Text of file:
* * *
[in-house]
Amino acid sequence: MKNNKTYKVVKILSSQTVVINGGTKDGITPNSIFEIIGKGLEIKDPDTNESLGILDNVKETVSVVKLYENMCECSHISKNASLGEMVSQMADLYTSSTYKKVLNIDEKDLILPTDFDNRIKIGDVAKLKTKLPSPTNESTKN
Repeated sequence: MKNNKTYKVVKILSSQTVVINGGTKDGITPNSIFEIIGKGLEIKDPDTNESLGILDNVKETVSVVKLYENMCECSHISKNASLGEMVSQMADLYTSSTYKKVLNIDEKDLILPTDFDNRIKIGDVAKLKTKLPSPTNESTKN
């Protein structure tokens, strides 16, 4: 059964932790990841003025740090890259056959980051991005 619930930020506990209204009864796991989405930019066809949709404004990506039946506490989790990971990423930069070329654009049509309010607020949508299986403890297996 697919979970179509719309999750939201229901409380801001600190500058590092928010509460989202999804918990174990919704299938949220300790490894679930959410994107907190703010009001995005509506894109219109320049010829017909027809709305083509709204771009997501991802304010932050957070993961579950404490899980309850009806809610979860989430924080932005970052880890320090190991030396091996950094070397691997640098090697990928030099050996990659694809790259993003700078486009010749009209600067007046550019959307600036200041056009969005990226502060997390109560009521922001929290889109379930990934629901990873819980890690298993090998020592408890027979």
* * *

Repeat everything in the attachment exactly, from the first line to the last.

[in-house]
Amino acid sequence: MKNNKTYKVVKILSSQTVVINGGTKDGITPNSIFEIIGKGLEIKDPDTNESLGILDNVKETVSVVKLYENMCECSHISKNASLGEMVSQMADLYTSSTYKKVLNIDEKDLILPTDFDNRIKIGDVAKLKTKLPSPTNESTKN
Repeated sequence: MKNNKTYKVVKILSSQTVVINGGTKDGITPNSIFEIIGKGLEIKDPDTNESLGILDNVKETVSVVKLYENMCECSHISKNASLGEMVSQMADLYTSSTYKKVLNIDEKDLILPTDFDNRIKIGDVAKLKTKLPSPTNESTKN
């Protein structure tokens, strides 16, 4: 059964932790990841003025740090890259056959980051991005 619930930020506990209204009864796991989405930019066809949709404004990506039946506490989790990971990423930069070329654009049509309010607020949508299986403890297996 697919979970179509719309999750939201229901409380801001600190500058590092928010509460989202999804918990174990919704299938949220300790490894679930959410994107907190703010009001995005509506894109219109320049010829017909027809709305083509709204771009997501991802304010932050957070993961579950404490899980309850009806809610979860989430924080932005970052880890320090190991030396091996950094070397691997640098090697990928030099050996990659694809790259993003700078486009010749009209600067007046550019959307600036200041056009969005990226502060997390109560009521922001929290889109379930990934629901990873819980890690298993090998020592408890027979």